This year, 2020, marks the 100th, yes that’s a century, of radio broadcasting in Canada. Let’s think back to the year 1920, the roaring 20’s if you will, a period of economic prosperity, social movements, and overall change. Unknown to popular belief the 20’s also birthed the first radio cone speaker. This speaker, also known as a loud speaker, was used in conjunction with a receiver which allowed it to play music! Believe it or not the first radio cone speaker was constructed with cardboard and a little bit of metal. 

Not everyone was able to afford this fancy new thing called a radio cone speaker, but they still wanted to be able to listen to music. So, of course there is another option, later in the year 1920 the crystal radio was invented. This was a more accessible method to listen to music because you were able to plug headphones into it. Wow, so innovative! But that’s not even the best part. The best part is that these radios were extremely cheap and could be built at home. 

Still in the year of 1920 a more popular and well-known invention was created, the Morse Code Recorder. It was used to record telegraph messages, which we know became very useful during the first world war. The first Morse Code Recorder was made from wood and brass. 

There is now an abundance of equipment for radio but one of the most important things is missing: the radio waves. Rewind 34 years all the way back to 1886. Specifically, on November 13th German scientist Henrich Hertz created the first radio link between a transmitter and a receiver. This link led to the proof of the existence of electromagnetic waves! Very important!

Then fast forward a little bit, but not too far, to 1894. Still 26 years prior to the declared first radio broadcast in Canada a man named Marconi successfully completed the first wireless transmission in Bologna, Italy. The first wireless transmission basically means that he was able to send electromagnetic waves from one device to be received from another. Marconi was a funny guy. After his discovery of the electromagnetic waves and wireless transmission he wanted to do even bigger and better things. So, to allow his transmissions to go further he attached an antenna to the top of his kite and then would fly it to allow the furthest and best transmission possible. With this technique he was able to establish two-way telegraphic communication between Grace Bay, Newfoundland and England. Very cool!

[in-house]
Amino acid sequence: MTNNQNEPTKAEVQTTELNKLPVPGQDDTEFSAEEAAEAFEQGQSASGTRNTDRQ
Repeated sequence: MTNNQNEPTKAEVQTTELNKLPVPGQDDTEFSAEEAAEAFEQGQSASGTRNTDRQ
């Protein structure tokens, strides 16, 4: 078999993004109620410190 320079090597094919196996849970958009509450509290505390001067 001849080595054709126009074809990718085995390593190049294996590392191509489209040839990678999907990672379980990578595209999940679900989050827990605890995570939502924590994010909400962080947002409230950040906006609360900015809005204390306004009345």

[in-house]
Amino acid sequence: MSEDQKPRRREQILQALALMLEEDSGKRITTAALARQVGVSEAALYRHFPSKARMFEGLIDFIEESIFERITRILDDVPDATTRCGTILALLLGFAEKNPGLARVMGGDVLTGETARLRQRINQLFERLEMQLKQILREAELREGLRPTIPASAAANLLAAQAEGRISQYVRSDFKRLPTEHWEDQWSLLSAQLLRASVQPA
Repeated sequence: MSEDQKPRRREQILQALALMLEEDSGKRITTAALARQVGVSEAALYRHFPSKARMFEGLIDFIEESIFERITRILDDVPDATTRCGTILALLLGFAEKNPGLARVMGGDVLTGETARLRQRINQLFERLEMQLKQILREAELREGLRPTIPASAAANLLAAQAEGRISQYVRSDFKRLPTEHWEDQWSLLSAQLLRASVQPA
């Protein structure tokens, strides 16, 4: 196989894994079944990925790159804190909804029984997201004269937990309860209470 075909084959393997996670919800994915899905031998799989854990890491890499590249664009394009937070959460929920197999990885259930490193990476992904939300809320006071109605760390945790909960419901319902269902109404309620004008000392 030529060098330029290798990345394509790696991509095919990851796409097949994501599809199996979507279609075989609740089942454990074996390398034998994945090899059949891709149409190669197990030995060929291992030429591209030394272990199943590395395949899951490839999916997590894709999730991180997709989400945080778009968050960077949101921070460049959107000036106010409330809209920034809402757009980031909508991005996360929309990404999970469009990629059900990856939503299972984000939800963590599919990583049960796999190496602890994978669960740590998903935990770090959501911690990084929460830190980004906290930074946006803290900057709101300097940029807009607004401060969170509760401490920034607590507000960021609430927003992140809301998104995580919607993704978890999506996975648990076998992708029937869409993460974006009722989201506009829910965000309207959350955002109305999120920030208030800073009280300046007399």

Well since we are celebrating “100 years of broadcasting in Canada” lets focus on only events that occurred in this country even though there were incredible things happening in both America and Europe as well. The year 1903 saw the creation of Marconi Wireless Telegraph Co. of Canada which was established in Montreal at the exact location of 211 rue Saint-Sacrement, which is now a very lavish apartment building. Fast forward ten years, to 1913, and the Canadian Government began authorizing eighteen experimental wireless telegraph stations to be built across Quebec. Amazing moves forward were being made until the beginning of the first world war in 1914. Due to the war the Canadian Government prohibited the use of these towers and telegraphy in general by the civilians. However, the one exception was that only the Marconi telegraph Co. was allowed to continue research. Finally, the war ended in 1918 and the towers were reopened for civilian traffic. 

It was May 20th, 1920 when the very first Canadian broadcast occurred. This was a broadcast between Montreal and Ottawa. The broadcast was a concert showcasing the voice of a woman and that is all we know. Two years following was the beginning of commercial radio meaning the Canadian Government issued the very first commercial broadcasting licenses, which we know are extremely important today. It was in the same year that Canadian radio began being mass produced. The mass production lead to the creation of “Radio Week” in Montreal to present this new medium of entertainment and communication to the public. It was a big deal! People could now go to the movie theatres to listen to the radio. WOW!